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Best's Disease

Joshua Dunaief, MD, PhD

Scheie Eye Institute, University of Pennsylvania

  • Expert Advice
Published on:
A young woman having an eye exam.

There are several hereditary vision diseases that affect the macula, the central part of the retina that is responsible for providing sharp, clear, straight-ahead vision. One of them, called Best’s disease, is also known as vitelliform macular dystrophy.

Best’s Disease

Best’s disease usually develops in the first decade of life, but may not cause symptoms until later. Symptoms are blurry, distorted, or missing central vision. It can be diagnosed by a dilated eye exam with an ophthalmoscope. In this disease, the macula typically looks like a “sunny side up egg,” which can later burst, releasing fluid into the macula and causing macular degeneration. Additional helpful tests are optical coherence tomography (OCT), a type of noninvasive retinal imaging technique that generates a cross-section picture of the retina in a few seconds, and the electro-oculogram (EOG), which measures the electrical potential across the retina.

What Causes Best’s Disease?

The gene responsible for Best’s disease is called bestrophin, or vitelliform macular dystrophy 2 (VMD2). Usually, mutations are dominant, so that the children of an affected parent have a 50 percent chance of getting the disease. The normal function of bestrophin is to conduct ions, like calcium and chloride, across the membrane of a cell type in the back of the retina, called the retinal pigment epithelium.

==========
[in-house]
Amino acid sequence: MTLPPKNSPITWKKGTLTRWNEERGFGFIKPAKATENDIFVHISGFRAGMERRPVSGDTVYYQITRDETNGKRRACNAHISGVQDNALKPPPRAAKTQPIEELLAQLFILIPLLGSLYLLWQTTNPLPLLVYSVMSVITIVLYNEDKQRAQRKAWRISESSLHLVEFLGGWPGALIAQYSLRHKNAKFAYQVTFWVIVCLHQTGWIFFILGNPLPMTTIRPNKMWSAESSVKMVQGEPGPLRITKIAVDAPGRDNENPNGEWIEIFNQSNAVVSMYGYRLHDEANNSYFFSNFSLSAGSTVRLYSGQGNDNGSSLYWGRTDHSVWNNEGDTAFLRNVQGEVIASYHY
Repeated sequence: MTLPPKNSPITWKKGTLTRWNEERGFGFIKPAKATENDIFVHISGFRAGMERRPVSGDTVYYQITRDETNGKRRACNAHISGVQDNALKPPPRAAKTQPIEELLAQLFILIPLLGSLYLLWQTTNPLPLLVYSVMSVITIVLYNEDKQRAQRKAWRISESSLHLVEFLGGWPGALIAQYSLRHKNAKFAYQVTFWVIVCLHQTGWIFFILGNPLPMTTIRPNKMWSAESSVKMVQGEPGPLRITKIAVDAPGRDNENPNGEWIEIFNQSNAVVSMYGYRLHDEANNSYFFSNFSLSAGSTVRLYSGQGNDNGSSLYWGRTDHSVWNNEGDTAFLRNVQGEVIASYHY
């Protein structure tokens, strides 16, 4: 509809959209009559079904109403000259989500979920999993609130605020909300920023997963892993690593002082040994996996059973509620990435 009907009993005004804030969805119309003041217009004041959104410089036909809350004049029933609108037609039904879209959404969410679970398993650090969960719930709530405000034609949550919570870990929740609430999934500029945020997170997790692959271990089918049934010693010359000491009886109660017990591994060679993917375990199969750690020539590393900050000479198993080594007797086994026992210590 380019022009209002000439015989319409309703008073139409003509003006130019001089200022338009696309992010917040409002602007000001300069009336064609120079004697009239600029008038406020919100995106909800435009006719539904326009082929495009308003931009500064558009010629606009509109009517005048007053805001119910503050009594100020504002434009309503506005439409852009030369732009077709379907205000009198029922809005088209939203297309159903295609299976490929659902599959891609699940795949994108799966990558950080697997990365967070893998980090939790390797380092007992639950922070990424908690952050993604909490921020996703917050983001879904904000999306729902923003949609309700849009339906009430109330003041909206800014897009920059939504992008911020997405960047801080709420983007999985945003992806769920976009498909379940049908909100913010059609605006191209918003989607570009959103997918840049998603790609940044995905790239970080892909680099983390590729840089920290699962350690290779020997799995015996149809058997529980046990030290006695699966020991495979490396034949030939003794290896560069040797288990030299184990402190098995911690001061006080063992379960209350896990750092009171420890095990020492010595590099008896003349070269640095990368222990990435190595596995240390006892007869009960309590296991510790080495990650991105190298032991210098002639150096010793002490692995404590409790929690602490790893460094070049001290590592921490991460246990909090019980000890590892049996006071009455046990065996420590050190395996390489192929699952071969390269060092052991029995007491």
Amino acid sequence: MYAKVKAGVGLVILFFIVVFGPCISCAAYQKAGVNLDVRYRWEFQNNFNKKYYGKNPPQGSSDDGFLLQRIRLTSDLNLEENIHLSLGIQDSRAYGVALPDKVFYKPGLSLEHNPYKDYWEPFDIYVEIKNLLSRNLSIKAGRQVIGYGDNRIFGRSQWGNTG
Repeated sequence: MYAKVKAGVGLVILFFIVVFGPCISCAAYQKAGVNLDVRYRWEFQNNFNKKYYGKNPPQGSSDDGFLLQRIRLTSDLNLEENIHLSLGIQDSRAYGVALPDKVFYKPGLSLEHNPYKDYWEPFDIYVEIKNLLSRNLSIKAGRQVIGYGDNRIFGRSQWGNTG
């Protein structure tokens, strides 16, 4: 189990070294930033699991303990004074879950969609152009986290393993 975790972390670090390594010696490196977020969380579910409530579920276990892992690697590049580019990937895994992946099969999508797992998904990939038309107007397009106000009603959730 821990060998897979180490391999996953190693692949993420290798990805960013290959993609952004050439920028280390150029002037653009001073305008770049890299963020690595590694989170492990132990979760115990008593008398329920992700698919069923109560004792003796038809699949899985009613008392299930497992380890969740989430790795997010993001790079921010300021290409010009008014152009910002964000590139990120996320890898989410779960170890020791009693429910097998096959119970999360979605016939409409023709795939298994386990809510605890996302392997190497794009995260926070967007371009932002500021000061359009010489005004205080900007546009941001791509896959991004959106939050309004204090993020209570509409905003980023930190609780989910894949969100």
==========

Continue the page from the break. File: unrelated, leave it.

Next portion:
Are There Treatments for Best’s Disease?

Researchers are trying to develop gene and other therapies based on this knowledge, but currently there are no specific treatments for this disease.

Research Update on Best’s Disease

There has been significant progress in research efforts to develop a gene therapy treatment for Best’s disease. Gene therapy for retinal diseases is now considered a viable approach, as the FDA recently approved retinal gene therapy for an inherited form of blindness called Leber’s congenital amaurosis. The same technical approach, using a non-disease-causing virus called adeno-associated virus (AAV) should now be translatable to additional retinal diseases.

Proof of principle that AAV gene therapy will work for Best’s disease is provided by the treatment of dogs with Best’s disease in an article published recently by investigators from the University of Pennsylvania (UPenn) and the University of Florida (UF).

A company called Ophthotech has a licensing agreement with the University of Pennsylvania to develop these findings into a treatment for patients. They hope to begin clinical trials in 2021. Also, once a clinical trial begins, information on the trial can be found at our Antidote clinical trial search tool or on

With more research and clinical trials, the future is bright for Best’s disease. 

About the author

Headshot of Dr. Joshua Dunaief

Joshua Dunaief, MD, PhD

Scheie Eye Institute, University of Pennsylvania

Joshua Dunaief, MD, received his BA magna cum laude in Biology from Harvard (1987), MD/PhD from Columbia College of Physicians and Surgeons (1996), completed ophthalmology residency at the Wilmer Eye Institute, Johns Hopkins in 2000, and medical retina fellowship at Scheie Eye Institute, University of Pennsylvania in 2004.

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